Canada’s best source for informed, lively commentary and
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Issue 28 – Winter / Spring 2011

Questions of identity are central to Inroads 28. Political scientists Keith Banting, Richard Johnston, Will Kymlicka and Stuart Soroka ask whether diversity and multicultural policies can coexist with support for redistribution toward the poor and vulnerable groups. Their answer is a qualified yes. Linguistic identity underlies Charles Castonguay’s article about the relative vitality of French and English in Quebec and Ontario. Carefully analyzing 2001 and 2006 census data, he shows that French is losing ground in both provinces. Questions of identity play out in a different arena in an excerpt from Sharbari Ahmed’s novel-in-progress, Bombay Duck, which is set in Calcutta in the 1940s and brings the reader inside the communal violence that tore Calcutta apart in 1946.   


banting pic

Are diversity and solidarity incompatible? Canada in comparative context

Canada provides a counternarrative to the US. The progressive agenda of diversity combined with solidarity is feasible, if inevitably fragile. [From Inroads 28, 2011]
by Keith Banting


Tearing down the barriers of exclusivism

When in the name of freedom of religion, courts overrule sound laws and regulations, they collude in stifling freedom of conscience. [From Inroads 28, 2011]
by Pierre Joncas



Death and no taxes

The right-wing revolution that began with Margaret Thatcher has left Canada with two legacies. The first change was to the sissy notion that war is bad. The second legacy is the widespread hatred of taxes. [From Inroads 28, 2011]
by Arthur Milner


The audacity of nope: Populism makes democracy less democratic, not more

B.C. has a unique Recall and Initiative Act, as well as hosted the Citizens’ Assembly; it thus offers the rest of the country the worst and the best faces of political reform [From Inroads 28, 2011]
by Reg Whitaker


illustration based on falg for census

The Great Census Debate of 2010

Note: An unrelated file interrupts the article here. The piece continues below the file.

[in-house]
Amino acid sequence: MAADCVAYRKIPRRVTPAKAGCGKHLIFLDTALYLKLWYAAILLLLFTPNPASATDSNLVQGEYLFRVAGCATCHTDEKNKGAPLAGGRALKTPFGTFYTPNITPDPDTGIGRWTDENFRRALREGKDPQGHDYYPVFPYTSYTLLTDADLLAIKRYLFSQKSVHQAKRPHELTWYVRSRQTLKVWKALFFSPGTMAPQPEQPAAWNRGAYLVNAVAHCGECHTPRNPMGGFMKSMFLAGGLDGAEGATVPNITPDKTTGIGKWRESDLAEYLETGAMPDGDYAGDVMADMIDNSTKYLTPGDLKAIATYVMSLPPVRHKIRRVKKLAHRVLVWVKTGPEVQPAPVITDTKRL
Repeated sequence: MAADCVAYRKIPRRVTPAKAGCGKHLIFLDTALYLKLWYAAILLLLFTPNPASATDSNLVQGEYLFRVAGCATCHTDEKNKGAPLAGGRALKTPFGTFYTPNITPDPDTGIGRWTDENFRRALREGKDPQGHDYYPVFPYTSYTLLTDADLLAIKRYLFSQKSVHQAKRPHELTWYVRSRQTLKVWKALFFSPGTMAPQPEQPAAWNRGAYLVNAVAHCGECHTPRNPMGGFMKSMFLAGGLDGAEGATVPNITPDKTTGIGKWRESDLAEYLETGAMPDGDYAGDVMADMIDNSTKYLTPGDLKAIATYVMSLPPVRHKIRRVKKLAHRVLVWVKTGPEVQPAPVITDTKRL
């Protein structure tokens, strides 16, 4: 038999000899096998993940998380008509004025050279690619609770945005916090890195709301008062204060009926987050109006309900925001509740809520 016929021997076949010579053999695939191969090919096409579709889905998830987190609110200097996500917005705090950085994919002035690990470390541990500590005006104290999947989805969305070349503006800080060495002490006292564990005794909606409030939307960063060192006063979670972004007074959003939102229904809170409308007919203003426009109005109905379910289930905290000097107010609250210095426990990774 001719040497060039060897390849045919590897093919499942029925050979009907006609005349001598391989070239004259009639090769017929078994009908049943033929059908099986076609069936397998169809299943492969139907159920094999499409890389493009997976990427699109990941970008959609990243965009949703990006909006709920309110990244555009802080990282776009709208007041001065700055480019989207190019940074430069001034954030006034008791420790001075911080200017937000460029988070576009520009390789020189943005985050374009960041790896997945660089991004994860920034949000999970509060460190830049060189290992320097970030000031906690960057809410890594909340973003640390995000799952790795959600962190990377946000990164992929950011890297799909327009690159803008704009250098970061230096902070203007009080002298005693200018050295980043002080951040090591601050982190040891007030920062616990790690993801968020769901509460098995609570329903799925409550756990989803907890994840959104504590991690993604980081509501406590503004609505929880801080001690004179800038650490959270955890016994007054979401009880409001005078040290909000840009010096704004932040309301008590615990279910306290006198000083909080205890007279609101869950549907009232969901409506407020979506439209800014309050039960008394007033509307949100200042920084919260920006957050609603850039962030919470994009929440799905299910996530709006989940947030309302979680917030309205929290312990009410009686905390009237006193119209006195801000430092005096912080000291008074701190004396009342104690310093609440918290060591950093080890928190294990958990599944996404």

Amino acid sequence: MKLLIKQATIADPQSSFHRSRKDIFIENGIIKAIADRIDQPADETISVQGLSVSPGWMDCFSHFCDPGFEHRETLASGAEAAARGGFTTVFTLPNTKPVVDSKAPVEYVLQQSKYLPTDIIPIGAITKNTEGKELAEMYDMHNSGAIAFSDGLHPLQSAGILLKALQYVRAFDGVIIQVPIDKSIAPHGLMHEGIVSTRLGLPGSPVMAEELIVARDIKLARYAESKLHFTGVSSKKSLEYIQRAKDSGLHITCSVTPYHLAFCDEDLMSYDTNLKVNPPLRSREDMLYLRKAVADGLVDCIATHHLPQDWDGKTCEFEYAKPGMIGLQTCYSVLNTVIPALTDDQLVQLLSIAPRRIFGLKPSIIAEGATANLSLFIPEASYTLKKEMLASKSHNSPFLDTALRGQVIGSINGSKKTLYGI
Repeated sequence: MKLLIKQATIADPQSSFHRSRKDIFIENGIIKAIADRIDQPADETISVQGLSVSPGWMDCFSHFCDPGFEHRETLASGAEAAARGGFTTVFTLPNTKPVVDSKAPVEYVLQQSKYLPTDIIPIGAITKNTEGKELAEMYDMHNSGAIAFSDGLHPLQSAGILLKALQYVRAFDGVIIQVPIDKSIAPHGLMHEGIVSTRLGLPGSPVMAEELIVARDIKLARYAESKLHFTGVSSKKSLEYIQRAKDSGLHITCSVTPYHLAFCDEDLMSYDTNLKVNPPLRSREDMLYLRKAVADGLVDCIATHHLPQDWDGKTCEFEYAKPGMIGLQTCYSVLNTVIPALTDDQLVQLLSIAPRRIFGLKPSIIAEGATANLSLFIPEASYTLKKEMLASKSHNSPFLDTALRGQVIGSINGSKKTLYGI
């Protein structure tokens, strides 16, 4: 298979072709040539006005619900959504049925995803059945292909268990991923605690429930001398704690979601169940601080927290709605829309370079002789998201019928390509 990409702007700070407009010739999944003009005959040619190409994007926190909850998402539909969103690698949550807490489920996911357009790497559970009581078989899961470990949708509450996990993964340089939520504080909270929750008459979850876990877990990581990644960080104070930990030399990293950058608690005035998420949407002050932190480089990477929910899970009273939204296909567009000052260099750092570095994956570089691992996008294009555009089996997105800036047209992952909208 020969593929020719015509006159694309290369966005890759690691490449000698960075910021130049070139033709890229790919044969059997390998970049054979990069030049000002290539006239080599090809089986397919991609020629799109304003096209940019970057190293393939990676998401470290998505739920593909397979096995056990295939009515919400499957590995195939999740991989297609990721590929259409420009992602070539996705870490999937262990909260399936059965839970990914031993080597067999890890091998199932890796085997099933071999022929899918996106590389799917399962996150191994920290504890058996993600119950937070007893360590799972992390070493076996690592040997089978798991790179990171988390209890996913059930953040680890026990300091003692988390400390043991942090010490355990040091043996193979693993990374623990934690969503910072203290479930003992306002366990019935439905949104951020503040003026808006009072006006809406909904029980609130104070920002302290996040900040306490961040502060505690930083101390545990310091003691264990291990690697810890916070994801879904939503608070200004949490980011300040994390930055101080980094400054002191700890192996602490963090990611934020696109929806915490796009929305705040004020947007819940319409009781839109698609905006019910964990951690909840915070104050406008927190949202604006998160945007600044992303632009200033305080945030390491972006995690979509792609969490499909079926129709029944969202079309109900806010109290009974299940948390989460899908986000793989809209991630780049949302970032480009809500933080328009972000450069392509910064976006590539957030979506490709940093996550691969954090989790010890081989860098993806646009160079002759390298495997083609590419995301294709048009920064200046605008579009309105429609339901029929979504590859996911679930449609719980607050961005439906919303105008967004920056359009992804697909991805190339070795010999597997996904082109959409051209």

To elevate the right to privacy above the collection of accurate socioeconomic statistics makes bad government almost inevitable. [From Inroads 28, 2011]
by John Richards


Sweden’s election affirmed the 
country’s basic values and achievements

The outcome of Sweden's September election is the latest development in an inevitable process: Sweden is edging closer to the pattern of its Nordic and northern European neighbours. [From Inroads 28, 2011]
by Henry Milner



Is there a future for the NDP in New Brunswick?

By pushing to the centre without engaging in the dialogue, the party alienated many activists, union members and other traditional supporters. [From Inroads 28, 2011]
by Nicole O'byrne

duck station

Bombay Duck: Excerpts from a novel-in-progress

In 1942 American GIs pour into Calcutta. Yasmine Khan opens a nightclub called Bombay Duck smack in the middle of town to entertain the restless GIs. [From Inroads 28, 2011]
by Sharbari Ahmed



Most hated man or essential fixer? Two accounts of Thomas Cromwell and the uses of power

In a world where ideologues like Thomas More are prized for standing on principle there is need for the fixers like Cromwell, without whom the machinery of state would grind to a halt. [From Inroads 28, 2011]
by Susan Altschul

Paper Mill

Lament for a notion: A response to Kevin Little

Red Tories deny the reality of modern Canada. Our successful governments have followed a more neoconservative (BC, Alberta) or social democratic (Saskatchewan, Manitoba) path. [From Inroads 28, 2011]
by Dominic Cardy


red tory

Red Tories: Best hope for a green restoration?

As long as liberals focus on “rights,” socialists on “equality” and Blue Tories on “the pursuit of happiness,” there will be ample room for Red Tories, who see natural limits to progress, freedom and greed. [From In...
by Kevin Little


Quebec’s $7-a-day universal childcare: A few doubts

Quebec has high debt and high taxes. Perhaps Quebec should instead scale back the subsidy and consider options such as childcare targeted to Aboriginal communities and age-four kindergarten. [From Inroads 28, 2011]
by John Richards



Are Quebec’s $7-a-day public daycare centres in danger?

The Liberal government has strongly encouraged the development of for-profit daycare centres. Financing per child has increased almost twice as fast as in public daycare. [From Inroads 28, 2011]
by Luc Allaire


Something blue: Conservative organization in an era of permanent campaign

An insider confirms the high level of message discipline and of secrecy surrounding internal deliberations: an almost military atmosphere that befits an era of permanent campaign. [From Inroads 28, 2011]
by Tom Flanagan


bilingual blackboard

English versus French: A comparison of vitality in Quebec and Ontario yields surprising results

Is Camille Laurin’s dream that Quebec should be as French as Ontario is English turning into a nightmare? [From Inroads 28, 2011]
by Charles Castonguay


A multifaith conversation about diversity, enlightenment and brownification

At Interfaith Grand River people from different religious traditions on confront questions of religion, identity, culture and society [From Inroads 28, 2011]
by Bob Chodos



Cultural diversity and Quebec’s common public culture

Imposed secularization, state appropriation of public education and multicultural orthodoxy do not augur well for coping with “deep cultural diversity "(Caldwell). [From Inroads 28, 2011]
by Gary Caldwell